Strong opinions, weakly held

Tag: Amazon.com

Why I don’t own a Kindle

The Kindle seems neat and all, but I’m not going to pay for books that I don’t actually own.

Amazon.com’s album art library

I wonder if a dollar value could be assigned to the free service that Amazon.com unintentionally provides by keeping a library of the album art for nearly every CD ever issued. I’ve probably copied hundreds of CD cover images from Amazon.com to fill out my MP3 collection, and I have obviously never paid a dime for any of them.

There are plenty of ways to access Amazon.com’s library of album art without even visiting the site directly through various applications and Web sites. (See here, here, or here.)

AllCDCovers is trying to build a business around offering album art, but Amazon.com is easier to use.

Amazon.com facilitates this usage by allowing customers to upload product images. For most CDs where Amazon.com has only a thumbnail of the album art, customers have uploaded full sized versions that you can download instead.

Some enterprising economics graduate student should figure how much the service is worth and write a paper on it.

Don’t miss the punchline

I was more impressed by Amazon.com’s iPhone application before I learned how it works. Even so, pretty cool.

More on the state of publishing

Last week I made a flip remark about 10k forms in linking to Tim O’Reilly’s comments on Amazon.com competing with publishers. I wanted to link to his post again and urge you to skip down and read Tim’s responses to commenters to get a better idea of exactly what he’s talking about.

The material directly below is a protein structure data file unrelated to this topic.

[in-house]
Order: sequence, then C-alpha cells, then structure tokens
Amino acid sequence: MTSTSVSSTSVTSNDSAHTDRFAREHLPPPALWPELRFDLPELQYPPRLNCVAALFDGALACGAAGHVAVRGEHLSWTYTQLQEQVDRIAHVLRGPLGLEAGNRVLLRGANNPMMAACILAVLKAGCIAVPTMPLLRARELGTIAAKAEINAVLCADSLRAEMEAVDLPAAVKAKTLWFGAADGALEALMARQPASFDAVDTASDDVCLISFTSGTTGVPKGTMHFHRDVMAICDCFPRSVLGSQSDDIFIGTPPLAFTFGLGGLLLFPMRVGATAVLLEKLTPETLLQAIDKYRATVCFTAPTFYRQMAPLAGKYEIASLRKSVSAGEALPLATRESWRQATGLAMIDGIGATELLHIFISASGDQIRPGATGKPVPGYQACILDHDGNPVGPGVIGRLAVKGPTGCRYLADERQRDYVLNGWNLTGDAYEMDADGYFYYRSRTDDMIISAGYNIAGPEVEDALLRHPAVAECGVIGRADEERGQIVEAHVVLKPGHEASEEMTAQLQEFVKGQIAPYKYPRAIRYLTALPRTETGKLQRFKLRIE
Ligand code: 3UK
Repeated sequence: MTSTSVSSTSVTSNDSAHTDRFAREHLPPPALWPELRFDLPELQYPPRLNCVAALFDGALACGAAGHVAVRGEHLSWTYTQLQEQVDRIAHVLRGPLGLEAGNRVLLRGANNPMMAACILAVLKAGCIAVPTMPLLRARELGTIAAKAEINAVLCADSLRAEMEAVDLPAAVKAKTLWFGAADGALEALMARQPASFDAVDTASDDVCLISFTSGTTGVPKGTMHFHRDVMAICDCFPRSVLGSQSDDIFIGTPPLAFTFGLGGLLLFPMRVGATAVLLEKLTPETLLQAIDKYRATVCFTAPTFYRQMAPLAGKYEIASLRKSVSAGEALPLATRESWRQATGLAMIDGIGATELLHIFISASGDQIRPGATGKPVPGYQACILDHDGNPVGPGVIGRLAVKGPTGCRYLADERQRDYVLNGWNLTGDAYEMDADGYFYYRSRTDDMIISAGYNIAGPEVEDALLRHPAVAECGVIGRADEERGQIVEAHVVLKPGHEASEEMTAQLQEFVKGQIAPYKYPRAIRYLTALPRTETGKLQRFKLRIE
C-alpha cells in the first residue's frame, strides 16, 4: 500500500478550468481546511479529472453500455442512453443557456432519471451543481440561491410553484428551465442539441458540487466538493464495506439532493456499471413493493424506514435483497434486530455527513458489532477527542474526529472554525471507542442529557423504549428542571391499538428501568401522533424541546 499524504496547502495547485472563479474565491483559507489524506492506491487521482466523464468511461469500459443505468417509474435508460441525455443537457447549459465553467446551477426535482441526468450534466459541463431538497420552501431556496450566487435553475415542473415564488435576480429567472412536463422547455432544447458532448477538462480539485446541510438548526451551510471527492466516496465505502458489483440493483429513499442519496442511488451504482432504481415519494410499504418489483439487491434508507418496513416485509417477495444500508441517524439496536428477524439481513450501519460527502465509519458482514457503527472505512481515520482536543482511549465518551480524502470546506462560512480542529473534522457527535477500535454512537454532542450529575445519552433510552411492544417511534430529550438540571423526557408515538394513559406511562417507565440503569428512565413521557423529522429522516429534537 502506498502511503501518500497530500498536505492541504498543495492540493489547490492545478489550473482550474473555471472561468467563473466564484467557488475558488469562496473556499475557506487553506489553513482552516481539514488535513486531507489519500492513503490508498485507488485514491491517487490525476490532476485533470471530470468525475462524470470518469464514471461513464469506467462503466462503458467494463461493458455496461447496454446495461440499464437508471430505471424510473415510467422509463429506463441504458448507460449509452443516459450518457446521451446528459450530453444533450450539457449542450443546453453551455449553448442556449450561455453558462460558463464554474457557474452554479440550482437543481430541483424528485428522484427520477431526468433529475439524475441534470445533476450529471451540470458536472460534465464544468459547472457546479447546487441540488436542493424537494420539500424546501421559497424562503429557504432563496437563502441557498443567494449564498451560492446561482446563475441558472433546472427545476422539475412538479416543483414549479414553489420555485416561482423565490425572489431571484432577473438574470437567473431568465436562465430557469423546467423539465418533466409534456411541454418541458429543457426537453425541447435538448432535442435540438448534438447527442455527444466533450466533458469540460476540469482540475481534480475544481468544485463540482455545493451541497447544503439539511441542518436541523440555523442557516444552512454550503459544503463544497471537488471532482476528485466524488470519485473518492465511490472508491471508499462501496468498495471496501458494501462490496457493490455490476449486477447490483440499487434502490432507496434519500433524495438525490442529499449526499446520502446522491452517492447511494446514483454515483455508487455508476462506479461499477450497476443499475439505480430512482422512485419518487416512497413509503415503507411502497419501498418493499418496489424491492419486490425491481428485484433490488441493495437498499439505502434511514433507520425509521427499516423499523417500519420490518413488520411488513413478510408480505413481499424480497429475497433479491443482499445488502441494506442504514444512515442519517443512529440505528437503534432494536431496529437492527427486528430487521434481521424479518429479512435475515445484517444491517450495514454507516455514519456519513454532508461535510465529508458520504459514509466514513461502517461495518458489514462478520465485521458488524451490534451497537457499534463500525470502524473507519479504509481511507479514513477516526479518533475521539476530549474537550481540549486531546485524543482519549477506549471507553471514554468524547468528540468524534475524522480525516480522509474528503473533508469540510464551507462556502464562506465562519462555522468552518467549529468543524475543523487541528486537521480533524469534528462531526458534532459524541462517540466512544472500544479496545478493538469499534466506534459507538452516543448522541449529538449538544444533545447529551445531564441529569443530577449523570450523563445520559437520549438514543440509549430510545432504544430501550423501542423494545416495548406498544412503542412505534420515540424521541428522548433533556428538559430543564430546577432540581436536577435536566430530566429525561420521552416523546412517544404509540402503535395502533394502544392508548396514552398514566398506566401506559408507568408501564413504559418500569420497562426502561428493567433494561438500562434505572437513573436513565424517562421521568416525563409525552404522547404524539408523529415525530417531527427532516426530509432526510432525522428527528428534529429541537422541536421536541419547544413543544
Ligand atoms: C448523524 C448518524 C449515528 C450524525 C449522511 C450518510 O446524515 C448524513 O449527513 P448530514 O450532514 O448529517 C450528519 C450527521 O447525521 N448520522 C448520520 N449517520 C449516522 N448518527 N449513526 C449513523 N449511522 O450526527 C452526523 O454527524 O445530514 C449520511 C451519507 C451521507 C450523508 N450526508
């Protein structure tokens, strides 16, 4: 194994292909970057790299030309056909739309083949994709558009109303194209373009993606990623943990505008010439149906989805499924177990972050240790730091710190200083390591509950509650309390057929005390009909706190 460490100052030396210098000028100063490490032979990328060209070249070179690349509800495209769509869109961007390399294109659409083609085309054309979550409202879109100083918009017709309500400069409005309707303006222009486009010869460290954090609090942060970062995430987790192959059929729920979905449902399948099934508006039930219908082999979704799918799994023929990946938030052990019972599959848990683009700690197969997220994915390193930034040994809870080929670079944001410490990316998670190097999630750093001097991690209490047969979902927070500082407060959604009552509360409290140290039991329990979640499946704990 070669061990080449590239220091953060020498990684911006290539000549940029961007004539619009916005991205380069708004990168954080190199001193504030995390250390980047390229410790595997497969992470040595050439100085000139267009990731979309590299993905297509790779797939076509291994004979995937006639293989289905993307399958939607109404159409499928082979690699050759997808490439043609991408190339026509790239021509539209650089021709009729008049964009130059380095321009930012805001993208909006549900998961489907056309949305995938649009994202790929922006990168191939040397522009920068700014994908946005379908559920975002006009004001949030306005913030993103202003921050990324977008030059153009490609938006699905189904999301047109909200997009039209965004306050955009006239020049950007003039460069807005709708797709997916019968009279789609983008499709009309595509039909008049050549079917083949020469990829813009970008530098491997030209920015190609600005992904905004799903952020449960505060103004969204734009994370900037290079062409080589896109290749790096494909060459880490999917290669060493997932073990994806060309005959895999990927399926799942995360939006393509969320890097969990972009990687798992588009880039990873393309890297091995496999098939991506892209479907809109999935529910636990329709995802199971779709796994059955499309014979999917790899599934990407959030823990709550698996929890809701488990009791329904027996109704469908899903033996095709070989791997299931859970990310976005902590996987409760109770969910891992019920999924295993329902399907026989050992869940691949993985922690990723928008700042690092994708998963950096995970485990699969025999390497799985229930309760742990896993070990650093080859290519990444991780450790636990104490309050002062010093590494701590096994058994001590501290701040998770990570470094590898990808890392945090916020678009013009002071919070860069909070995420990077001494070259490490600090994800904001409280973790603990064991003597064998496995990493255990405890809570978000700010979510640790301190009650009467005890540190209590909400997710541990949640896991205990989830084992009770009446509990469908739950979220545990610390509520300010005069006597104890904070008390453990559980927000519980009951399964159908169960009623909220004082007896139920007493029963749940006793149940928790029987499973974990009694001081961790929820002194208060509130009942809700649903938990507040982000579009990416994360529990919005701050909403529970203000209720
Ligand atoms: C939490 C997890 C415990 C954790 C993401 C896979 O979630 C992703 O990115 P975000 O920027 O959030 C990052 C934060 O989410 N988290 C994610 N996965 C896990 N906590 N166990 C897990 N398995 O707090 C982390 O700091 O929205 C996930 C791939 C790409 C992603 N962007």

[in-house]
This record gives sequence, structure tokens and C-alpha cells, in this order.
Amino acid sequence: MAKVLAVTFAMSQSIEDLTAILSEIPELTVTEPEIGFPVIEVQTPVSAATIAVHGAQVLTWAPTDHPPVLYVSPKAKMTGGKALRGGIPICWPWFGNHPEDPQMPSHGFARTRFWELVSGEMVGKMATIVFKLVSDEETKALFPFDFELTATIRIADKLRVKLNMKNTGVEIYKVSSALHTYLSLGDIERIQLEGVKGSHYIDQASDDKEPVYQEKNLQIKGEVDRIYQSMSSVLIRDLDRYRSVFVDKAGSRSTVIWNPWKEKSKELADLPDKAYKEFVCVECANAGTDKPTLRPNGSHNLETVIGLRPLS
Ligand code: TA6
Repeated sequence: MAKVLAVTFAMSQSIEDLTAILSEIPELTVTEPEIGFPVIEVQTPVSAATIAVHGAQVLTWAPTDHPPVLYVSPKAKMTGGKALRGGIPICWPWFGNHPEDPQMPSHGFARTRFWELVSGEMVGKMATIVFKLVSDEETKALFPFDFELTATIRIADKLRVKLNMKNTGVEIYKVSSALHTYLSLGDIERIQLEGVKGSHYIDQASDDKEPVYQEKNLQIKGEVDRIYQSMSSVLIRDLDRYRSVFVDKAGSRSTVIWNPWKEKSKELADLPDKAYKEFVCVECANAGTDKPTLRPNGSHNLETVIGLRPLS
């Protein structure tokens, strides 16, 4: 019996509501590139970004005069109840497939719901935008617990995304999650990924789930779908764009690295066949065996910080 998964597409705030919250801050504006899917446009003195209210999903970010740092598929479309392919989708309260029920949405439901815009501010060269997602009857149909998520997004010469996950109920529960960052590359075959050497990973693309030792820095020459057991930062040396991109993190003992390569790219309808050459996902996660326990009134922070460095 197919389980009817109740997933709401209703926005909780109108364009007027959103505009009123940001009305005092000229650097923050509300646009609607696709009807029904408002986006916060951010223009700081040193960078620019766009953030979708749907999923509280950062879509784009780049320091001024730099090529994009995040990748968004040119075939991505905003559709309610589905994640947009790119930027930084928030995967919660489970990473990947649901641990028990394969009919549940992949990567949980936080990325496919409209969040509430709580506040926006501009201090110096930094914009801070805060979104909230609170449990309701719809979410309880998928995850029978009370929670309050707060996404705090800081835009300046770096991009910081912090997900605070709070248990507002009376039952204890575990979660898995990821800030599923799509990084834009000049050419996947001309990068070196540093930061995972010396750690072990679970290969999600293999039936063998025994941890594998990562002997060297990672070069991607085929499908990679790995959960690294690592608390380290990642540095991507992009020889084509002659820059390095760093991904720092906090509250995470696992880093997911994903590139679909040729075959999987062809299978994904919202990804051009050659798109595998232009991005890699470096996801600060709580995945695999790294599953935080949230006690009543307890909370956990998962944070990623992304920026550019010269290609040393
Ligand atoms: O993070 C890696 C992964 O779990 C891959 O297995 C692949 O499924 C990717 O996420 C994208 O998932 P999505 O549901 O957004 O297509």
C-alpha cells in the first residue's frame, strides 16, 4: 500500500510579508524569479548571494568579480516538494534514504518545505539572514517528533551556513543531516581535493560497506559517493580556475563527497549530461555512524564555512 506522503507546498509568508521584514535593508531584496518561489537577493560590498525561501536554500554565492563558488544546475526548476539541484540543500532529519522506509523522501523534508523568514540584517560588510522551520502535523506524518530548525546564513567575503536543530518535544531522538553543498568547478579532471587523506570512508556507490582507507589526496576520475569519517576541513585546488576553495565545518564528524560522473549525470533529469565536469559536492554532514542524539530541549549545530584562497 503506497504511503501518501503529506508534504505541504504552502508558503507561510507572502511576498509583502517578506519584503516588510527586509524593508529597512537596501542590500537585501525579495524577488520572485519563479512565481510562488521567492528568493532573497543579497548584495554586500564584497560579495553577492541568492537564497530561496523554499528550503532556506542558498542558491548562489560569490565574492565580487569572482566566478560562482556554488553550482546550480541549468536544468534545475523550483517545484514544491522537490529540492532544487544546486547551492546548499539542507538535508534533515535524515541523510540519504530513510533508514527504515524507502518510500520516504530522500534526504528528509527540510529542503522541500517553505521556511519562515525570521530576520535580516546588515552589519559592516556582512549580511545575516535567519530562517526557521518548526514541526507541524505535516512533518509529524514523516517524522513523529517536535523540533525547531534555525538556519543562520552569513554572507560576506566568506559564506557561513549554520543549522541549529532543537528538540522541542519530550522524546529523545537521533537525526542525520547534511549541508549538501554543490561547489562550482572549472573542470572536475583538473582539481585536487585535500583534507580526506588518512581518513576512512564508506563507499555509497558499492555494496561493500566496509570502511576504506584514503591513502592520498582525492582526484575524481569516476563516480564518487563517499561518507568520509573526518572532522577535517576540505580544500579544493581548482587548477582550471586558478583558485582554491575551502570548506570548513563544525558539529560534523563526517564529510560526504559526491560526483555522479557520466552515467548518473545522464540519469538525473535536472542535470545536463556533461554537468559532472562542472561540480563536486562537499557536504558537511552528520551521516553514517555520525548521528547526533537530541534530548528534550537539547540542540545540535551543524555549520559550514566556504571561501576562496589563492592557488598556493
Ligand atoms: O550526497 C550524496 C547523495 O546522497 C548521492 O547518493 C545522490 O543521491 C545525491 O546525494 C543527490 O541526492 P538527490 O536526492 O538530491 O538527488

Tim points out that right now, there are only three wholesale buyers of computer books, and two of them are ceding a large part of the market to the third. Here’s his example:

Let me give you an example of how today’s much more consolidated marketplace makes it harder to place publishing bets. Borders and B&N have largely thrown in the towel on many high end books, saying “Amazon’s going to get that business anyway.” So they’ve shrunk their computer book sections, and are taking zero copies of important books, even from important publishers like us. We recently told them of our plans for a Hadoop book for instance, and both B&N and Borders said they won’t carry it. That leaves us with Amazon. Amazon will pre-order only a couple of hundred copies.

I’ve had to fight with my publishing team to get this book approved, since they’re worried that they won’t make back the investment it will take to bring it to market. It’s a lot easier to be sure of making money on a book like Mac OS X: The Missing Manual, to which the chains will commit an advance order of thousands of copies. Now that’s also good publishing, but you can see how the opportunities are shrinking.

Links for April 16

Links for April 14

My prediction for music DRM

It seems that the recent trend in the music industry has been to make tracks available without DRM but to snub Apple by refusing to allow them to sell the DRM-free tracks through the iTunes Music Store. I suspect that this is a sort of vigilante antitrust action by the record companies that they hope will enable them to recapture a bit of power relative to Apple.

Currently, there are a lot more DRM-free MP3s available for download through Amazon.com than there are through iTunes Music Store, and Sony’s catalog hasn’t been made available yet. It was supposed to be available from Amazon.com at the end of January, but it looks like they missed their date.

I suspect that once Amazon.com has captured a good chunk of the market, the labels will migrate their catalogs to iTunes Plus so that both sites can compete with one another on equal ground. In the meantime, they’re playing favorites to escape from the clutches of Apple. One thing that’s interesting to me is that Amazon.com is actually lowering the price of music downloads, I’m not sure where that fits into the labels’ plans.

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